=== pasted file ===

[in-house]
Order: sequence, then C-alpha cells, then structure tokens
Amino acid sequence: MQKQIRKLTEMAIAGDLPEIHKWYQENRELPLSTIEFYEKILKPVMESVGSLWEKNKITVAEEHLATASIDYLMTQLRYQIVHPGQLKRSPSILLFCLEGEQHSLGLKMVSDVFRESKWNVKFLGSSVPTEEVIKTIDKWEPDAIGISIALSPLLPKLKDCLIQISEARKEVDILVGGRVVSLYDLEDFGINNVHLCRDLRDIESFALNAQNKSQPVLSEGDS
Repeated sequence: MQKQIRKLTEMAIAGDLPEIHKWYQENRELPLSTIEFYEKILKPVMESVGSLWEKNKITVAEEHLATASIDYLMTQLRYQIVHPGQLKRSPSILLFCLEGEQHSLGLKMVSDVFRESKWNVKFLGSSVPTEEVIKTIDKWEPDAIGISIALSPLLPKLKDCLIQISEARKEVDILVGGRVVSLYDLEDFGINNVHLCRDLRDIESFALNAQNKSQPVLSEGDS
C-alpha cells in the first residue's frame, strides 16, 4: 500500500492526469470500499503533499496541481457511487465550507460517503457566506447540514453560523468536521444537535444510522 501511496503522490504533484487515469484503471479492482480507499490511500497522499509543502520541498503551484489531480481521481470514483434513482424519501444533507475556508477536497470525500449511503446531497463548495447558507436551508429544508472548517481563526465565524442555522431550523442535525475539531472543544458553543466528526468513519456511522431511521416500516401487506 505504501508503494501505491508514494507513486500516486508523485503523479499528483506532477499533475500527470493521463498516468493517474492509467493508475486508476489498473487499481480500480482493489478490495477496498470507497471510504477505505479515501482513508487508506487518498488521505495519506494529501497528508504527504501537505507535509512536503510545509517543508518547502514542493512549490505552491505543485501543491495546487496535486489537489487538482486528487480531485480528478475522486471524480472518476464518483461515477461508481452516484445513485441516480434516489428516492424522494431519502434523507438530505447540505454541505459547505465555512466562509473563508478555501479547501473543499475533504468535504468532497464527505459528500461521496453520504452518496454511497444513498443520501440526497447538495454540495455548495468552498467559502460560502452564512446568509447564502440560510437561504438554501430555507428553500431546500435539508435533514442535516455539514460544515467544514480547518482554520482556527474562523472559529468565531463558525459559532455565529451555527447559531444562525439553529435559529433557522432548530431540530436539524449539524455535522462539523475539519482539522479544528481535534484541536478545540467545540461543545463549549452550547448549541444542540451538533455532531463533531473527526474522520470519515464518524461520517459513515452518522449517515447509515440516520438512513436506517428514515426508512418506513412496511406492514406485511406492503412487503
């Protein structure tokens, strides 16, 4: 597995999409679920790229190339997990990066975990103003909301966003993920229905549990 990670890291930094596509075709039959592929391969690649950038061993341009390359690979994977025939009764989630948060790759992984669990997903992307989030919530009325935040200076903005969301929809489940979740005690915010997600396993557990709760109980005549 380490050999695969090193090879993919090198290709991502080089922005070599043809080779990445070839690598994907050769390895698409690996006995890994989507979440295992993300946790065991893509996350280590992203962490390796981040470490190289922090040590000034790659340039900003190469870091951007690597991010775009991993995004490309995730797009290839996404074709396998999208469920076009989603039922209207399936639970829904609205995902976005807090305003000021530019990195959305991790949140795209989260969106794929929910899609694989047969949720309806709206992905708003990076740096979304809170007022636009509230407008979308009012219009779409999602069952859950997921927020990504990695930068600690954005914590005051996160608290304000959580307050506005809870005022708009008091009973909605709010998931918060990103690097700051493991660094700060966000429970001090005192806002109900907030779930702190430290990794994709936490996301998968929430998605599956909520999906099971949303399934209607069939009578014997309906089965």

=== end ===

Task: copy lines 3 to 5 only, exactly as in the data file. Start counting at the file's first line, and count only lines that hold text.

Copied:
Amino acid sequence: MQKQIRKLTEMAIAGDLPEIHKWYQENRELPLSTIEFYEKILKPVMESVGSLWEKNKITVAEEHLATASIDYLMTQLRYQIVHPGQLKRSPSILLFCLEGEQHSLGLKMVSDVFRESKWNVKFLGSSVPTEEVIKTIDKWEPDAIGISIALSPLLPKLKDCLIQISEARKEVDILVGGRVVSLYDLEDFGINNVHLCRDLRDIESFALNAQNKSQPVLSEGDS
Repeated sequence: MQKQIRKLTEMAIAGDLPEIHKWYQENRELPLSTIEFYEKILKPVMESVGSLWEKNKITVAEEHLATASIDYLMTQLRYQIVHPGQLKRSPSILLFCLEGEQHSLGLKMVSDVFRESKWNVKFLGSSVPTEEVIKTIDKWEPDAIGISIALSPLLPKLKDCLIQISEARKEVDILVGGRVVSLYDLEDFGINNVHLCRDLRDIESFALNAQNKSQPVLSEGDS
C-alpha cells in the first residue's frame, strides 16, 4: 500500500492526469470500499503533499496541481457511487465550507460517503457566506447540514453560523468536521444537535444510522 501511496503522490504533484487515469484503471479492482480507499490511500497522499509543502520541498503551484489531480481521481470514483434513482424519501444533507475556508477536497470525500449511503446531497463548495447558507436551508429544508472548517481563526465565524442555522431550523442535525475539531472543544458553543466528526468513519456511522431511521416500516401487506 505504501508503494501505491508514494507513486500516486508523485503523479499528483506532477499533475500527470493521463498516468493517474492509467493508475486508476489498473487499481480500480482493489478490495477496498470507497471510504477505505479515501482513508487508506487518498488521505495519506494529501497528508504527504501537505507535509512536503510545509517543508518547502514542493512549490505552491505543485501543491495546487496535486489537489487538482486528487480531485480528478475522486471524480472518476464518483461515477461508481452516484445513485441516480434516489428516492424522494431519502434523507438530505447540505454541505459547505465555512466562509473563508478555501479547501473543499475533504468535504468532497464527505459528500461521496453520504452518496454511497444513498443520501440526497447538495454540495455548495468552498467559502460560502452564512446568509447564502440560510437561504438554501430555507428553500431546500435539508435533514442535516455539514460544515467544514480547518482554520482556527474562523472559529468565531463558525459559532455565529451555527447559531444562525439553529435559529433557522432548530431540530436539524449539524455535522462539523475539519482539522479544528481535534484541536478545540467545540461543545463549549452550547448549541444542540451538533455532531463533531473527526474522520470519515464518524461520517459513515452518522449517515447509515440516520438512513436506517428514515426508512418506513412496511406492514406485511406492503412487503